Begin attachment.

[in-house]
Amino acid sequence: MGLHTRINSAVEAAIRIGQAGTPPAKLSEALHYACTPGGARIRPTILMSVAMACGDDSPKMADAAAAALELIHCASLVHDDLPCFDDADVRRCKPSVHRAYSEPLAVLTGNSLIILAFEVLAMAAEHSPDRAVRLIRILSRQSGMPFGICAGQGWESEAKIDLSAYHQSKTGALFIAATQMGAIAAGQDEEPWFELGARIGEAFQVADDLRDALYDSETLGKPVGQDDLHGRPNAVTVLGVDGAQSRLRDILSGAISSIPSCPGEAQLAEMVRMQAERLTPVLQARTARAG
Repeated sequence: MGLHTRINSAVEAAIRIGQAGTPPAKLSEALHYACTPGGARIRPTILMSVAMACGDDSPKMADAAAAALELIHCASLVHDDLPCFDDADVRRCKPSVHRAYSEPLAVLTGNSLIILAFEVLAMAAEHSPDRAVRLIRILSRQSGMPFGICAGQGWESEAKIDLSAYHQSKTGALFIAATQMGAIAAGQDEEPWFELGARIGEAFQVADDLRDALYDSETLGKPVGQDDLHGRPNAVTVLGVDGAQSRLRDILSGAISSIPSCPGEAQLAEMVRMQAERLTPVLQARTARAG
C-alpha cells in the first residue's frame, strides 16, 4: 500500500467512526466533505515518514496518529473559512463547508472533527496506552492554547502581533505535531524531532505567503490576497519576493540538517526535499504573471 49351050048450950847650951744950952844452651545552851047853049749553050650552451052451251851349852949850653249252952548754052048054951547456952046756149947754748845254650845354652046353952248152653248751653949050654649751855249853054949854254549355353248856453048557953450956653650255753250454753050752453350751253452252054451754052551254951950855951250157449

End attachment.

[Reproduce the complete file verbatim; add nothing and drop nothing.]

[in-house]
Amino acid sequence: MGLHTRINSAVEAAIRIGQAGTPPAKLSEALHYACTPGGARIRPTILMSVAMACGDDSPKMADAAAAALELIHCASLVHDDLPCFDDADVRRCKPSVHRAYSEPLAVLTGNSLIILAFEVLAMAAEHSPDRAVRLIRILSRQSGMPFGICAGQGWESEAKIDLSAYHQSKTGALFIAATQMGAIAAGQDEEPWFELGARIGEAFQVADDLRDALYDSETLGKPVGQDDLHGRPNAVTVLGVDGAQSRLRDILSGAISSIPSCPGEAQLAEMVRMQAERLTPVLQARTARAG
Repeated sequence: MGLHTRINSAVEAAIRIGQAGTPPAKLSEALHYACTPGGARIRPTILMSVAMACGDDSPKMADAAAAALELIHCASLVHDDLPCFDDADVRRCKPSVHRAYSEPLAVLTGNSLIILAFEVLAMAAEHSPDRAVRLIRILSRQSGMPFGICAGQGWESEAKIDLSAYHQSKTGALFIAATQMGAIAAGQDEEPWFELGARIGEAFQVADDLRDALYDSETLGKPVGQDDLHGRPNAVTVLGVDGAQSRLRDILSGAISSIPSCPGEAQLAEMVRMQAERLTPVLQARTARAG
C-alpha cells in the first residue's frame, strides 16, 4: 500500500467512526466533505515518514496518529473559512463547508472533527496506552492554547502581533505535531524531532505567503490576497519576493540538517526535499504573471 49351050048450950847650951744950952844452651545552851047853049749553050650552451052451251851349852949850653249252952548754052048054951547456952046756149947754748845254650845354652046353952248152653248751653949050654649751855249853054949854254549355353248856453048557953450956653650255753250454753050752453350751253452252054451754052551254951950855951250157449